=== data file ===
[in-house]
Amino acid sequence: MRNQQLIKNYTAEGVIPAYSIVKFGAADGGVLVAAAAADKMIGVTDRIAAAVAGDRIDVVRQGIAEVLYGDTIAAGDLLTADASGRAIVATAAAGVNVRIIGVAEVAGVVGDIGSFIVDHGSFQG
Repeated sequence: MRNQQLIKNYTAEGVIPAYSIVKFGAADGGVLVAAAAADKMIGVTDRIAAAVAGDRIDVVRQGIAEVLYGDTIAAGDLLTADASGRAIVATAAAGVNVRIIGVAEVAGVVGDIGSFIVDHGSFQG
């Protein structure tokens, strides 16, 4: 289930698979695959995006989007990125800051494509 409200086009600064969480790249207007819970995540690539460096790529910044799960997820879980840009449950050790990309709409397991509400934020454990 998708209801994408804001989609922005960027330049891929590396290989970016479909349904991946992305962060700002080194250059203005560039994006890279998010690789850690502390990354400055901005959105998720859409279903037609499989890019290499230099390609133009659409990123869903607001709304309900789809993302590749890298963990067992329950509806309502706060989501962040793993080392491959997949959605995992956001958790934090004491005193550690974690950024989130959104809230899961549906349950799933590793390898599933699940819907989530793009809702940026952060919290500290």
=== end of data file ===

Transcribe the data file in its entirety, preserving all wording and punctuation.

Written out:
[in-house]
Amino acid sequence: MRNQQLIKNYTAEGVIPAYSIVKFGAADGGVLVAAAAADKMIGVTDRIAAAVAGDRIDVVRQGIAEVLYGDTIAAGDLLTADASGRAIVATAAAGVNVRIIGVAEVAGVVGDIGSFIVDHGSFQG
Repeated sequence: MRNQQLIKNYTAEGVIPAYSIVKFGAADGGVLVAAAAADKMIGVTDRIAAAVAGDRIDVVRQGIAEVLYGDTIAAGDLLTADASGRAIVATAAAGVNVRIIGVAEVAGVVGDIGSFIVDHGSFQG
């Protein structure tokens, strides 16, 4: 289930698979695959995006989007990125800051494509 409200086009600064969480790249207007819970995540690539460096790529910044799960997820879980840009449950050790990309709409397991509400934020454990 998708209801994408804001989609922005960027330049891929590396290989970016479909349904991946992305962060700002080194250059203005560039994006890279998010690789850690502390990354400055901005959105998720859409279903037609499989890019290499230099390609133009659409990123869903607001709304309900789809993302590749890298963990067992329950509806309502706060989501962040793993080392491959997949959605995992956001958790934090004491005193550690974690950024989130959104809230899961549906349950799933590793390898599933699940819907989530793009809702940026952060919290500290």